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Talk hits gutters: Wapak councilor wants project savings to help assessed residents

March 6, 2012

1st Ward Councilor Jim Neumeier

Estimated cost savings on a city road project prompted one Wapakoneta City Council member to request the money be set aside to help defray some costs  to be paid by residents along the project’s route.

1st Ward Councilor Jim Neumeier inquired if the estimated savings from a bid under the engineer’s estimate for the East Benton Street reconstruction project could be used to help pay for the curbs and gutters, a cost assessed to affected property owners.

“I still believe the curbs and gutters are part of the street — we are not going to reconstruct the street without the curbs and gutters and they benefit everyone who uses that street,” Neumeier told fellow councilors at Monday’s council meeting. “I also would like to see the costs of the sidewalks separated from the costs of the curbs and gutters.”

Neumeier also continued his argument that he is bothered by the fact residents along a city street are assessed for curbs, gutters and sidewalks, but those residents along a city street that is also a state route are not assessed for the improvements.

Safety-Service Director Bill Rains said when final assessments are completed and an ordinance is presented to council to levy the assessments on property owners along the East Benton Street project that he would separate the costs of curbs and gutters from the sidewalks.

The East Benton Street reconstruction project, which was estimated at $900,000, received a construction bid of $779,680 from Shinn Brothers, of Celina. The city will pay approximately $450,000 for the project after receiving $330,485 through a state Issue 1 capital improvement grant.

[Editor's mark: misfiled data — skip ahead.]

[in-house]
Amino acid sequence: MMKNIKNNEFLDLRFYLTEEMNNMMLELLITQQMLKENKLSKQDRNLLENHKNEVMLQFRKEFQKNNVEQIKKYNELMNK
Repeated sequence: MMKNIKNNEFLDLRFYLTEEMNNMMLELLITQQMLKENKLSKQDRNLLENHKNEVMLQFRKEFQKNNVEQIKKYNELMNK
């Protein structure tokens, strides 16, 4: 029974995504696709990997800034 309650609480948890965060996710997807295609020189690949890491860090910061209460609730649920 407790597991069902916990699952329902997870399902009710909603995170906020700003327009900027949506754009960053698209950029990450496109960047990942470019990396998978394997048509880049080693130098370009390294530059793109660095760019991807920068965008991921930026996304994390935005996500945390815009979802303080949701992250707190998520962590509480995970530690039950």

Residents between Water Street and the CSX railroad crossing — the length of the reconstruction project — are to be assessed for curbs, gutters and sidewalks.

2nd Ward Dan Lee said he would like to see the issue argued and discussed during a committee meeting with a formal proposal brought to council for consideration.

He advised Neumeier to make a proposal during the next Streets, Alleys and Sidewalks Committee meeting explaining what he would like to see done.

Councilor-at-large Dan Graf, who chairs the Streets, Alleys and Sidewalks Committee, said the initial purchaser of the property paid for the development of the street, curbs, gutters and sidewalks when they bought the home. Residents are now paying to replace the curbs, gutters and sidewalks.

“When a person buys the lot, that purchase is not just for the property, not just for the building, but the buyer pays for the streets, curbs, gutters and sidewalks and that cost is passed on with each sale of the home,” Graf said. “Our policy is that everybody pays for curbs, gutters and sidewalks, but when state or federal regulations come into play those override us and we can’t assess those costs.”

Neumeier found some support for his proposal in Councilor-at-large Steve Walter.

“I support the concept if it has the support of the Streets, Alleys and Sidewalks Committee or the Finance Committee, who have to evaluate the cost of curbs, gutters and sidewalks in relation to the entire cost of the project,” Walter said, estimating the cost savings to be approximately 5 percent of the total cost of the project. “I would support it as a policy as long the two committees sign off on the effect it will have on the street program. We need to know if it shortens a project by one block or more before we decide what to do.”

Mayor Rodney Metz told councilors he would order the assessments separated into curbs, gutters and sidewalk assessments, but he warned councilors may be surprised to learn the savings in the overall project may not be in curbs, gutters and sidewalks because concrete costs and labor have remained fairly constant the past few years.

“I have no problem looking at the costs broken out, but I really don’t know what kind of dollars we are looking at at this time,” Metz told the Wapakoneta Daily News. “I do know anything that is paid for will affect the capabilities of the city to do more work and more projects in the city in the future.

“We have to remember this is not property owners against the city in paying for the project,” the mayor said, “all city projects benefit the entire community and in the end it all ends up being the citizens money, it is a project benefitting the city, and it benefits all the residents and the entire community in the end.”   

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